In response, Homes for All is pretty positive in it’s plan of action. It makes the point early on that the specific circumstances that Sydney has created for itself contain the seeds of opportunities to make things better.

The good news? Bad public policy caused these system failures. So, good public policy can fix them.

We believe that the policies to achieve the increase in supply – and the suppression of the wrong kind of demand, itself a key source of dysfunction in the housing market – are relatively easy to design and implement. We also believe that there is not just a need for such policies but an opportunity.

This is partly the opportunity of a Federal Government which has shown itself to be innovative in terms of public and affordable housing, and of a new State Government with the proverbial blank sheet of paper to fill with potentially far reaching reforms on planning, supply and demand management.

It is also about local councils stepping up to the plate to show leadership around the aims of housing the many not feeding the self-interest of the few. Also the development industry, aware of the need to be a better partner for the public sector in achieving higher quality as well as quantity outcomes, is also looking to innovate.

It is also the opportunity provided by a banking sector not as able as previously to supply either cheap project finance or mortgages, looking to new business models, new housing tenures, new products and new partners to invest in.

But there are also opportunities due to the context we are in – where house price inflation has paused in Sydney after the rampaging easy money years, giving us a new opportunity to see a value in housing other than the bottom line. So it is also fundamentally about we the people reassessing our attitude to housing need and returning to the original principles that drove earlier generations to work so hard to ensure our society had a place for everyone. In housing, what happened to the ‘Fair Go for All’?

Their approach identifies 11 key areas for action, under which are 40 specific actions.

Each of the actions, whose inspiration is beyond ideology, will make a difference to supply and affordability. Collectively they will make a transformation.

At a high level, the agenda really is quite familiar. The Productivity Commission report contemplated the same headings – land use & transportation planning, homebuilding mechanisms, finance and taxation, and social housing delivery. The one area that is conspicuously missing in the Australian report is that of industry productivity. I suggest it is not included because it is not a real challenge in Australia, where the size of the market has naturally created more competition and innovation. The Productivity Commission correctly identified how far behind our business models are in delivering cost-effective products, with much higher costs on this side of the Tasman.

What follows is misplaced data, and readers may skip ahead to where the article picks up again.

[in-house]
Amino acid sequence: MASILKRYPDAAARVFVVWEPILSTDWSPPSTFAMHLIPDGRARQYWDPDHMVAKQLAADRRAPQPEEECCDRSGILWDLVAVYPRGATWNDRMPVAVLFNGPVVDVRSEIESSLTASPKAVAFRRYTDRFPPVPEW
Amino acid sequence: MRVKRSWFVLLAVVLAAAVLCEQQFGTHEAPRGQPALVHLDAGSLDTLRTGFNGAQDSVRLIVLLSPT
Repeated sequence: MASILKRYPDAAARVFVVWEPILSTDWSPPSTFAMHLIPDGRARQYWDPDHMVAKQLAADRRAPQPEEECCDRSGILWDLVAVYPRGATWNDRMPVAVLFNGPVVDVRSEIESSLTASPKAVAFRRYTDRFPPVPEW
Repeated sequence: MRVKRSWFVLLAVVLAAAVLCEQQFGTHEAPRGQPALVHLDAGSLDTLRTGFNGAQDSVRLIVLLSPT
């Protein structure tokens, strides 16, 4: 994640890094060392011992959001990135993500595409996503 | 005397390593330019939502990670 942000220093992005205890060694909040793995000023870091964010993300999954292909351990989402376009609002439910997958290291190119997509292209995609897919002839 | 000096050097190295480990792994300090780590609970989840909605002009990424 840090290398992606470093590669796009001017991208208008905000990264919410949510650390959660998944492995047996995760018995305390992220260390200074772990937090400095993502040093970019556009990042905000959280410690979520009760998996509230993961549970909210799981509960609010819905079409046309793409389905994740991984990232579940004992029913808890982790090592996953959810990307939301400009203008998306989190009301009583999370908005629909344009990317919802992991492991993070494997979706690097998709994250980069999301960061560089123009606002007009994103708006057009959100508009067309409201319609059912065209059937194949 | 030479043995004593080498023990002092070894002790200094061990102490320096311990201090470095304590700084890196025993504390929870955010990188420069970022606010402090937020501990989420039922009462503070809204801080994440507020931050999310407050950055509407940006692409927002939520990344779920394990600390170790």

Land use Planning

Sydney clearly suffers from some similar issues to Auckland when it comes to land use planning and development.

…the citizens of New South Wales, and Sydney residents in particular, have proven unable to engage in a meaningful discussion about providing new housing for our population. There has been a break down in trust between people and the planning process.

The rancour and animosity which greet each new proposed development or plan has been allowed to crowd out a proper discussion on how and where to provide housing. What discourse there is has broken down into mistrust and suspicion. People point to ugly or badly designed developments of previous years and vow never again. Residents are mistrustful of developers and the property industry that they see as profiting from overdevelopment or exploiting loop-holes for private gain.

They also have a planning framework that has been failing to perform, and which needs attention.


The biggest constraint on providing new housing in New South Wales is the overlay of planning restrictions and regulations which have made developing new housing a difficult, risky, costly and uncertain process.

Homes for All also points towards some uncomfortable realities that stem from well-meaning policy approaches.


Some of those approaches have seen well-meaning environmental concerns and ambitions for compact cities, with new development meant to be restricted to Brownfield sites near public transport, in effective alliance with NIMBY (Not In My Back Yard) forces seeking to protect property values.

To be clear, the report supports sustainable housing development, energy-efficient homes and green infrastructure. It supports the delivery of quality, well-designed homes in properly planned places. But it also supports building dramatically more homes than are currently being delivered, at prices which make them more affordable to those on average salaries, with the infrastructure that creates homes as well as just units.